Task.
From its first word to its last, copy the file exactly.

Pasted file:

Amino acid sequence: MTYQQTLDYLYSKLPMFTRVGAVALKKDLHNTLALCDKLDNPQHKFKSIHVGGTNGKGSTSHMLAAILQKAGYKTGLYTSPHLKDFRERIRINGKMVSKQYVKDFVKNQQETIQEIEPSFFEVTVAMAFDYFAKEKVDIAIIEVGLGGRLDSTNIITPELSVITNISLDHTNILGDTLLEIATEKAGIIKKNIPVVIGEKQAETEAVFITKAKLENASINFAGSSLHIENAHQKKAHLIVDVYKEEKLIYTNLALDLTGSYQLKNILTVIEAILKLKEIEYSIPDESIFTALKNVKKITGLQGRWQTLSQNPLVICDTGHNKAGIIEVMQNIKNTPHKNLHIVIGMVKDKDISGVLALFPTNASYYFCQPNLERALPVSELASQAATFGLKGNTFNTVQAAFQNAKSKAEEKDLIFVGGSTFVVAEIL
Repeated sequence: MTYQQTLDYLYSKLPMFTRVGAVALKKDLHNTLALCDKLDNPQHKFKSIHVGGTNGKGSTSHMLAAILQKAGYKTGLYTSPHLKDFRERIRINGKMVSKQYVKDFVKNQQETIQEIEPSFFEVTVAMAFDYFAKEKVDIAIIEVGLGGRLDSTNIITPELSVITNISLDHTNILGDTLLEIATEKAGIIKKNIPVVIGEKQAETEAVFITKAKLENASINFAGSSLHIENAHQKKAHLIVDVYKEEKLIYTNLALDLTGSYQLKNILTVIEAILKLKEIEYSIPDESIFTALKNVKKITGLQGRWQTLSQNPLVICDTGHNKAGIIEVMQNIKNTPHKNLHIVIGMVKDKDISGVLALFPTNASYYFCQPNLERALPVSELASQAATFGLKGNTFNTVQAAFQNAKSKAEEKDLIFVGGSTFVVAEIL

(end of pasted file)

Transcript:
Amino acid sequence: MTYQQTLDYLYSKLPMFTRVGAVALKKDLHNTLALCDKLDNPQHKFKSIHVGGTNGKGSTSHMLAAILQKAGYKTGLYTSPHLKDFRERIRINGKMVSKQYVKDFVKNQQETIQEIEPSFFEVTVAMAFDYFAKEKVDIAIIEVGLGGRLDSTNIITPELSVITNISLDHTNILGDTLLEIATEKAGIIKKNIPVVIGEKQAETEAVFITKAKLENASINFAGSSLHIENAHQKKAHLIVDVYKEEKLIYTNLALDLTGSYQLKNILTVIEAILKLKEIEYSIPDESIFTALKNVKKITGLQGRWQTLSQNPLVICDTGHNKAGIIEVMQNIKNTPHKNLHIVIGMVKDKDISGVLALFPTNASYYFCQPNLERALPVSELASQAATFGLKGNTFNTVQAAFQNAKSKAEEKDLIFVGGSTFVVAEIL
Repeated sequence: MTYQQTLDYLYSKLPMFTRVGAVALKKDLHNTLALCDKLDNPQHKFKSIHVGGTNGKGSTSHMLAAILQKAGYKTGLYTSPHLKDFRERIRINGKMVSKQYVKDFVKNQQETIQEIEPSFFEVTVAMAFDYFAKEKVDIAIIEVGLGGRLDSTNIITPELSVITNISLDHTNILGDTLLEIATEKAGIIKKNIPVVIGEKQAETEAVFITKAKLENASINFAGSSLHIENAHQKKAHLIVDVYKEEKLIYTNLALDLTGSYQLKNILTVIEAILKLKEIEYSIPDESIFTALKNVKKITGLQGRWQTLSQNPLVICDTGHNKAGIIEVMQNIKNTPHKNLHIVIGMVKDKDISGVLALFPTNASYYFCQPNLERALPVSELASQAATFGLKGNTFNTVQAAFQNAKSKAEEKDLIFVGGSTFVVAEIL